|I made them laugh in Pittsburgh.
I made them laugh in Jacksonville.
It's possible that I made them laugh in Savannah, but I was too drunk to remember that. It's possible to make them laugh everywhere you go, but for that you need a series of universal jokes. Dog and cat jokes, for example. Tonight I'm going to start with one that goes like this:
I read a study that if you die alone in your house and no one finds you for some time, how long it takes for your starving pets to eat you depends on what sort of starving pet you have in the first place. A dog will wait for days before it gnaws on the arms and legs of its deceased owner. A cat will wait eight to twelve hours. Now don't get me wrong...
"Now don't get me wrong" is an important phrase to the comedian. It means that he's on his way to a misdirection--some kind of a punchline will follow this phrase.
Now don't get me wrong--I love my cat. I named him Trotsky and I feed him expensive cat food. I love my cat. But I do not nap around him.
It's not a bad joke. Maybe an audience will giggle at the cat's name, but the main payoff is in that final phrase. Hit the word "nap" harder than the other words. Wait half a beat after the second "I love my cat". Get the physics and mathematics of comedy just right, and maybe you'll get a laugh. The audience has been drinking, though. So hopefully you'll hit that perfect point when they're just drunk enough, but not so hammered that they start to get mean or, worse, start to think that one of them is funnier than you.
This happens more often than you'd think. The worst hecklers are just people who want some of your attention. With a little practice, a comedian can turn the audience against these people in no time.
Helpful Hint: Pretend the heckler is someone you know! Personal favorite: If the heckler's words are a bit garbled, simply respond with "Mom, you're drunk". Zing!
So, anyway, I did make them laugh in Savannah, but I also got what I deserved there, so I don't think it should count. I was onstage in Club One, opening for the lip-syncing drag queens that the place has become famous for. The audience is laughing, but I'm on my sixth beer with ten minutes to go, so it's not turning out to be a great show. Normally I drink two beers to calm my nerves before I get onstage, then drink a beer onstage during my set--two beers if it goes longer than twenty minutes (it never does). Any less and I'm self-conscious. I stutter and lose my train of thought. Any more and I'm sloppy: the timing and mechanics of the joke are all gone, and it just doesn't work.
I blame the six beers for what happened next. My next joke is a comment about my nose, and how people say it makes me look like John Stewart. This is leading into a few Jew jokes, which have somehow become fashionable these past years, but I get cut off. It's a higher voice--tinny and strained--and it floats to the stage on a belched cloud of beer gas.
"Ya can't be John Stewart!" the voice wooshes. "John Stewart's funny!"
I don't recall pulling the man up on stage with me, but I have. He's standing here. Middle aged and ugly from too much everything. I ask him his name and he says it's Donovan. And I say
"Donovan--these people clearly paid good money to hear me tell jokes, but to hell with it. You've got the stuff, Donovan. Have at it."
And Donovan raises his fists in the air and the crowd loses their freaking minds. And he's leaning on the mic stand for support and he's clearly had more than six beers. But the audience loves him, and I swear I can see in his eyes the moment when all the pieces click into place and he decides I am going to do this.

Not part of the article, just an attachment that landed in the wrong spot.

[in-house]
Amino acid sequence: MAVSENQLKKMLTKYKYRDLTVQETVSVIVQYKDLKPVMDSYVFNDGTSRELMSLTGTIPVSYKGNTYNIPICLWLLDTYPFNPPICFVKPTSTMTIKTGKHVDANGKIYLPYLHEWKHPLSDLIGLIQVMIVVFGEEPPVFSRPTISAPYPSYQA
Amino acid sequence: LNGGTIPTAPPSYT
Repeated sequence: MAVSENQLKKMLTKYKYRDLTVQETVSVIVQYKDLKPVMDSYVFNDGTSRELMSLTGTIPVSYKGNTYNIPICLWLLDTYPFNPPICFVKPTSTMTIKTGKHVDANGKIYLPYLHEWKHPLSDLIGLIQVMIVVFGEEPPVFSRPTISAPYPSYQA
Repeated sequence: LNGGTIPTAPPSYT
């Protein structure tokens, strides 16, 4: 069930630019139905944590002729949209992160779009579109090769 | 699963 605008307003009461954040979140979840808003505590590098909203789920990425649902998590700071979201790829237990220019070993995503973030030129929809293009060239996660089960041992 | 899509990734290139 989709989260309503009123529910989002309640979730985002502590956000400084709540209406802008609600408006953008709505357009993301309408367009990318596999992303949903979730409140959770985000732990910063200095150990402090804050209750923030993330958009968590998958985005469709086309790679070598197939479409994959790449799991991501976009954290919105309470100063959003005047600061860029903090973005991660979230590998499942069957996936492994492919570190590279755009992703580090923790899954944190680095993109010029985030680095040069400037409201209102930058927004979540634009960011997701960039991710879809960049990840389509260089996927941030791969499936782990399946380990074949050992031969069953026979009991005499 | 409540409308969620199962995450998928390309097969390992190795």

And I saunter offstage and to the bar. The audience has laughed at Donovan's first knock knock joke. The comedy organizer sitting down, drinking water. He crooks his eyebrow at me and I scowl, nursing my beer. Donovan's jokes are starting to cool on the audience, and he looks frightened.
"Whatever, Tom--just give me my damn cut."
He hands me a few twenties, and I sit at the back of the audience, who has turned on poor Donovan in a matter of minutes. To be fair, Donovan has resorted to dancing with his pants around his ankles and singing. You rarely hear an audience boo anymore. Mostly they just stare in blank silence. Whenever I've been booed, I took it as a good thing--that if they don't think I'm funny, at least I'm getting a reaction. In those times, I allow the jeering to wash over me in a huge wave.
This is not one of those times.
Donovan is red-faced and wild-looking. He mutters screw you into the microphone and wanders backstage, instead of hopping off the stage like I expected him to. He's in the dressing rooms when I find him: he clearly has no idea how to get out of here. What's more, he's still holding the microphone. I grin at him. I tell him not bad--that maybe he ought to open for me in the future. I'm being a dick, but I'm on my seventh beer and I don't care. I hand him one of the twenties. It's only fair--he did half of my set for me. Donovan stares down at the twenty, and then glares at me.
The microphone hits me full in the mouth, and I can feel one of my I-teeth chipping and breaking away. And then Donovan's standing above me, and tears are rolling down his cragged face and he's barking at me and spit is whirlwinded into my face. He's brandishing the microphone like a club, and I can see blood on it. And he's shouting
Screw you! You think you're funny? You're not funny! You're not freaking funny!
And then Donovan is gone, and a drag queen named Lotta Ginger pulls my head into her lap and strokes my hair.
"Don't worry, sweetie," the man-lady is saying. "Don't worry. I'm not funny either."